The RAS-dependent activation of RAF is perhaps the most complex and least understood step in the ERK activation pathway, because it is regulated by RAF dimerization and multiple phosphorylation/dephosphorylation events, as well as interactions with and activities of several additional proteins (Matallanas et al., 2011; Lavoie and Therrien, 2015). All three RAF kinases, RAF1, ARAF, and especially BRAF, are expressed at low levels, as compared with RAS (upstream) and MAP kinases (downstream), in most cell types, and therefore, RAF activation likely represents a “bottleneck” in the pathway (Fujioka et al., 2006; Shi et al., 2016). BRAF is the most evolutionarily conserved, and it was proposed that heterodimers of BRAF and RAF1 are predominant species that appear to be most important for signaling to ERK1/2 in HeLa cells (Matallanas et al., 2011; Freeman et al., 2013; Lavoie and Therrien, 2015).

The kinetics of RAF translocation to the membrane, the relationship of the kinetics of its membrane association with activation/deactivation, and the subcellular locations of RAF activation by the EGFR–RAS signaling axis remain sparsely studied and are not fully characterized. While signal-induced translocation of overexpressed fluorescently tagged or endogenous RAF from the cytosol to the plasma membrane and endosomes was demonstrated using, respectively, microscopy imaging (e.g., Rizzo et al., 2000; Anderson et al., 2011) or subcellular fractionation (Pol et al., 1998; Wu et al., 2001), other studies did not detect translocation of full-length RAF to the plasma membrane or endosomes in EGF-stimulated cells (e.g., Bondeva et al., 2002; McKay et al., 2011). Localization of endogenous RAF in endosomes containing insulin receptor was shown by immunofluorescence in Rat-1 cells (Rizzo et al., 2000).

Because of an extremely low level of BRAF expression (Kulak et al., 2014), live-cell optical imaging studies of endogenous BRAF are not feasible. Hence, to examine the dynamics of endogenous RAF proteins in living cells stimulated with EGF, we used the CRISPR/Cas9 gene-editing method to tag RAF1 with the mVenus fluorescent protein in HeLa cells. RAF1 is the physiologically important isoform as its mouse knockout results in defects in organ development and embryonic lethality (Wojnowskia et al., 1998; Mikula et al., 2001; Leicht et al., 2007). Live-cell microscopy imaging, subcellular fractionation, and computational modeling were used to describe the dynamics of subcellular localization of RAF1-mVenus in cells stimulated with EGF quantitatively and determine kinetic parameters that control this dynamics.


Generation and characterization of endogenous mVenus–tagged RAF1

To study the localization of endogenous RAF1, mVenus fluorescent protein (a pH-insensitive mutant of yellow fluorescent protein, YFP) was inserted at the carboxyl terminus of the RAF1 protein using the CRISPR/Cas9 genome-editing method in HeLa cells (Figure 1A). These HeLa cells have been used previously in our studies of the localization of other components of the EGFR–ERK1/2 signaling pathway, such as Grb2, RAS, and MEK2 (Galperin and Sorkin, 2008; Fortian and Sorkin, 2014; Pinilla-Macua et al., 2016). They express a moderate level of EGFR at the cell surface (∼40,000/cell), which is within the range of EGFR expression by normal epithelial cells. To engineer RAF1-mVenus, guide RNAs (gRNAs), Cas9, and the donor vector containing the mVenus sequence were transfected into cells, and single-cell clones were selected that expressed RAF1-mVenus. Two rounds of transfection and clone selection were carried out to obtain a cell clone (#23) in which mVenus was inserted into both alleles of the RAF1 gene. The insertion of mVenus in this clone (further referred to as HeLa/RAF1-mVenus cells) was demonstrated by PCR of the genomic DNA (Figure 1B) and Western blotting (Figure 1C).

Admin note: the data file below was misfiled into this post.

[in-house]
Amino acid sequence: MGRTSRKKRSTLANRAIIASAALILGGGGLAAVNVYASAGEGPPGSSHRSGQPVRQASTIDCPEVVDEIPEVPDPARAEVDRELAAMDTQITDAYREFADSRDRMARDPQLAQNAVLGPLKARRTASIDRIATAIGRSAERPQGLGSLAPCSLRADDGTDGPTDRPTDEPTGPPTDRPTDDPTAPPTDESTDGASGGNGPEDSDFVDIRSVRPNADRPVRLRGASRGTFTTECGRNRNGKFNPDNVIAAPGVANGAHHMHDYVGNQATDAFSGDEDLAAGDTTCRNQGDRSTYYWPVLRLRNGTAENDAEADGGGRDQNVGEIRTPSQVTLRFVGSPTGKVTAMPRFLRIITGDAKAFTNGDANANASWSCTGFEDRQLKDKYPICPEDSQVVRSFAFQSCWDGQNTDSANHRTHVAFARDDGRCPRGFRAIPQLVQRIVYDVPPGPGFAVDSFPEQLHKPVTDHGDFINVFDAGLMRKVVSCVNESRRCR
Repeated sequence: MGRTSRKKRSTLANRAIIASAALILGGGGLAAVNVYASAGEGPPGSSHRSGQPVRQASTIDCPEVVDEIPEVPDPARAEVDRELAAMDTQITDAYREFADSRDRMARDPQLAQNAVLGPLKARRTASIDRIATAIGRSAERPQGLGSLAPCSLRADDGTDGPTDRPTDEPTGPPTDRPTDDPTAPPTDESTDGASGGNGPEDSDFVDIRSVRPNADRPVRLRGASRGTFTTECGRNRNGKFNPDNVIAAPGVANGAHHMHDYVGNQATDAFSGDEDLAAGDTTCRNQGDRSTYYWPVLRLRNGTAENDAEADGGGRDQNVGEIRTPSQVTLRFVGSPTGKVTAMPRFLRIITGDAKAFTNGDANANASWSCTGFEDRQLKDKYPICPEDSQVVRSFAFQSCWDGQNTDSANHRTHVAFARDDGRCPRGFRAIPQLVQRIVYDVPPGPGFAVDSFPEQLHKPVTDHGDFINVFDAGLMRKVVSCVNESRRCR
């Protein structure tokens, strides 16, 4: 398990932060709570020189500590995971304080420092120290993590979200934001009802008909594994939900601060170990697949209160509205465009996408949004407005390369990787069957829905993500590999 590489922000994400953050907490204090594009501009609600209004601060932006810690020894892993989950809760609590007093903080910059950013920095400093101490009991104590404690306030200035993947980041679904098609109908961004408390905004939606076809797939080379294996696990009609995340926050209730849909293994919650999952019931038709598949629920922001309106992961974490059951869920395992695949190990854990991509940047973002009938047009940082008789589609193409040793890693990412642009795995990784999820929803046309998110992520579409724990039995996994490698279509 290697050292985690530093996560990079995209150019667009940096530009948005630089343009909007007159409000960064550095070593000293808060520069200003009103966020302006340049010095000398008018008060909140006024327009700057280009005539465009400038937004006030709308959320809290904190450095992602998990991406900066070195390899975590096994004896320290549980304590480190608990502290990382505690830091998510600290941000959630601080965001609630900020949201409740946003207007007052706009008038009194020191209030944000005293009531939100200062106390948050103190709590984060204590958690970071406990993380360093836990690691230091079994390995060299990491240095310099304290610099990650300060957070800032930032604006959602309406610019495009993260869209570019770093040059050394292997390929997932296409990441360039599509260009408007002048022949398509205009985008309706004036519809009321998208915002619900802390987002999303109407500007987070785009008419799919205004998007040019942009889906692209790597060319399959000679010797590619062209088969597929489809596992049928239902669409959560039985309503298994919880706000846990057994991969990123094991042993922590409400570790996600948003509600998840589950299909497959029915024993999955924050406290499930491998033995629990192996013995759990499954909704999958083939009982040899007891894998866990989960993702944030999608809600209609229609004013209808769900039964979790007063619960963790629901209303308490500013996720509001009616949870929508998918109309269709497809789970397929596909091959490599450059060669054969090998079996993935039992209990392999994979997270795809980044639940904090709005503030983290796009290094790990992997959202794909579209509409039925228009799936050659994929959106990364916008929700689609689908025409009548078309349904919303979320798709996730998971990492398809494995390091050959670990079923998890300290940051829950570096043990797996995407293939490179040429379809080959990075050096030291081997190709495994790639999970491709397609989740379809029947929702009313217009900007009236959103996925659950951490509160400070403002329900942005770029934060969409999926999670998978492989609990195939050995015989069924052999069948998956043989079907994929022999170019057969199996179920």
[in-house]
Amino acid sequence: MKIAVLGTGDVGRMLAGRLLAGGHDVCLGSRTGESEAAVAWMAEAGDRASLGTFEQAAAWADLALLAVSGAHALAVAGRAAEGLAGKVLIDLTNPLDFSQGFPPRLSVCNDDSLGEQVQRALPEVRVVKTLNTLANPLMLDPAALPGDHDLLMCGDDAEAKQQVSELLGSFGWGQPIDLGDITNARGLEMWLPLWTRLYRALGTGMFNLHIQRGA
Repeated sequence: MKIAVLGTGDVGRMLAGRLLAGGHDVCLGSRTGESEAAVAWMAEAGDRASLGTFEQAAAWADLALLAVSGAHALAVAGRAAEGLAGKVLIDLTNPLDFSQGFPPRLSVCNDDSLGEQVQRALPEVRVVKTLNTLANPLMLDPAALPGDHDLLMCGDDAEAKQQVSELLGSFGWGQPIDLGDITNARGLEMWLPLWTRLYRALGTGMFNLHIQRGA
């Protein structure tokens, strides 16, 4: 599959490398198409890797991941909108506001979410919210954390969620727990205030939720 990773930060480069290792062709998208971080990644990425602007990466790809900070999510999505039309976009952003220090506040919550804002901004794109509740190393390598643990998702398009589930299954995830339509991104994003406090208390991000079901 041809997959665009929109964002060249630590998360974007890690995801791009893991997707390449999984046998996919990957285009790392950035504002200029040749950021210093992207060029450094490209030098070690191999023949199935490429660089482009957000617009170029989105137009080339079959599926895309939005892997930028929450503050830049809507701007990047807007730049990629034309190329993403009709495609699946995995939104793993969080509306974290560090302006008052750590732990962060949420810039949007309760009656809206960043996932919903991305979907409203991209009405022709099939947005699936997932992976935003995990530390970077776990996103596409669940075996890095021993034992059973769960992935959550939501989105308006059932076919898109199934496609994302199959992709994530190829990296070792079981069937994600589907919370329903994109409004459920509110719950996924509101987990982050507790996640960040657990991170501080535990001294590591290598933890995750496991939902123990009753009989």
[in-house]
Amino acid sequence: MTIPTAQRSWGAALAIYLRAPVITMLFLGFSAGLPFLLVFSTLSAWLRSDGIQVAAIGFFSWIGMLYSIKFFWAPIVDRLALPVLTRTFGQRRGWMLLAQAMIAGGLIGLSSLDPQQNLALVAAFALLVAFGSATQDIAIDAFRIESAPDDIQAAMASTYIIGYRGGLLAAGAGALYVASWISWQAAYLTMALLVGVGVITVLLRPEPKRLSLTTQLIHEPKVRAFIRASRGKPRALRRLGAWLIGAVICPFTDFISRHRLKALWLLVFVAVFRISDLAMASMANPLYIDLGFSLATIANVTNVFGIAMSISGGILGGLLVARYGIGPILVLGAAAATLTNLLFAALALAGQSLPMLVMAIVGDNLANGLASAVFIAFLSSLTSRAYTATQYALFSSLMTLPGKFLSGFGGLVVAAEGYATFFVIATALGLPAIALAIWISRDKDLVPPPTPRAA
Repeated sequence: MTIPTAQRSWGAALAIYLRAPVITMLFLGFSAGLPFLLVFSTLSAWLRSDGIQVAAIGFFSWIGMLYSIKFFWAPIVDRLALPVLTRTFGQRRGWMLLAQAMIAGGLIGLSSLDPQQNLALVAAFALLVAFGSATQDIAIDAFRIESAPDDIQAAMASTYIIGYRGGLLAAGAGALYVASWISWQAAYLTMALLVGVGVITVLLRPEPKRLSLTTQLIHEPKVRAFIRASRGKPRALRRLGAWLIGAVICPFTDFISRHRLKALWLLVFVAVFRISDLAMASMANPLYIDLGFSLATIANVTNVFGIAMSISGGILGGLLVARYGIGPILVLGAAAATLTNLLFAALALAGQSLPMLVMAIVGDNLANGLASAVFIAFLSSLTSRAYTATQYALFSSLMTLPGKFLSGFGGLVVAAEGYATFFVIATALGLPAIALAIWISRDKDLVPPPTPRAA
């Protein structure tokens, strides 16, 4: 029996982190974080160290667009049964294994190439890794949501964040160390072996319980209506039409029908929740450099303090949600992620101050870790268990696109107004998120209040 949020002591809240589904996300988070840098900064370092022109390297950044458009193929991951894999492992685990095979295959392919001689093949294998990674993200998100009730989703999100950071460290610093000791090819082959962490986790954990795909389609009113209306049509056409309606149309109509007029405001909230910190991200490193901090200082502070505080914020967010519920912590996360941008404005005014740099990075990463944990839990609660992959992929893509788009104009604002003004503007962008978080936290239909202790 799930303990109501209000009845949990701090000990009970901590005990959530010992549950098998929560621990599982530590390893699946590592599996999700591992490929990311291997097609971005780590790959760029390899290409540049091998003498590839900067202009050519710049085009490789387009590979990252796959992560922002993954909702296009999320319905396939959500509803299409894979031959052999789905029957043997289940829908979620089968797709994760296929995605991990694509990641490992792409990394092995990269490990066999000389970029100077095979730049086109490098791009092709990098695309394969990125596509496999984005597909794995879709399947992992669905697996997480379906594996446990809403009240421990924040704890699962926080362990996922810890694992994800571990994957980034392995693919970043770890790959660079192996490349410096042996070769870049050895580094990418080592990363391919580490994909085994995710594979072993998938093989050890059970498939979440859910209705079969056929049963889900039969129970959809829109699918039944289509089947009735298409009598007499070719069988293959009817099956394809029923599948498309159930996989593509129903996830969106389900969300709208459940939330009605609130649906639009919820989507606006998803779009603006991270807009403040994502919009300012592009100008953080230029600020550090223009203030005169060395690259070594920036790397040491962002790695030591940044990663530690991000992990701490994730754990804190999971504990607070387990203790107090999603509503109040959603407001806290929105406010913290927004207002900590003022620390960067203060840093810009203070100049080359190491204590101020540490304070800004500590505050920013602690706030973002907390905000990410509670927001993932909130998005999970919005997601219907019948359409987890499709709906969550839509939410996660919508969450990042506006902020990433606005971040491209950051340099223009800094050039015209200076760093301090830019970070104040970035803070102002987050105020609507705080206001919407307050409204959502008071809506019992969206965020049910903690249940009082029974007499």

FIGURE 1: Generation and characterization of HeLa cells expressing endogenous RAF1-mVenus. (A) Schematics of the insertion of the mVenus sequence into the endogenous locus in the RAF1 gene. See details in Materials and Methods. gRNA, guide RNA. F, forward primer. R, reverse primer. (B) F and R primers were used to confirm the insertion of the mVenus sequence at the correct locus of the RAF1 gene using the PCR. Expected size of PCR product was 320 and 1066 base pairs in wild-type and RAF1-mVenus genomic DNAs, respectively. (C) Lysates of parental HeLa and HeLa/RAF1-mVenus cells were probed by Western blotting with RAF1 and α-actinin antibodies (loading control). mVn, mVenus. (D) Parental HeLa and HeLa/RAF1-mVenus cells were serum starved and treated with 4 ng/ml EGF for 0–30 min at 37°C. Cell lysates were electrophoresed and probed by Western blotting with antibodies to pSer338 of RAF1, RAF1, phosphoMEK1/2, MEK1/2, phosphoERK1/2, and ERK1/2. See full-size pRAF1 and RAF1 blots in Supplemental Figure S1. The values of the ratios of a phosphoprotein to the total amount of the same protein were normalized to the maximal value of the ratio in each time course and plotted against time. The data on the graph plots are mean values from three independent experiments (±SEM).

To confirm the functionality of RAF1-mVenus, the kinetics of EGF-induced RAF1 phosphorylation at one of its activation sites (Ser338) and of phosphorylation of the RAF substrate MEK1/2 were compared in parental HeLa and HeLa/RAF1-mVenus cells. As shown in Figure 1D, the time course of RAF1-mVenus phosphorylation was similar to that of the wild-type RAF1 in parental cells. The time courses of MEK1/2 and ERK1/2 phosphorylation were also similar in parental and genome-edited HeLa cells. These data validate the HeLa/RAF1-mVenus cells as an appropriate model for studying endogenous RAF1 localization and its dynamics.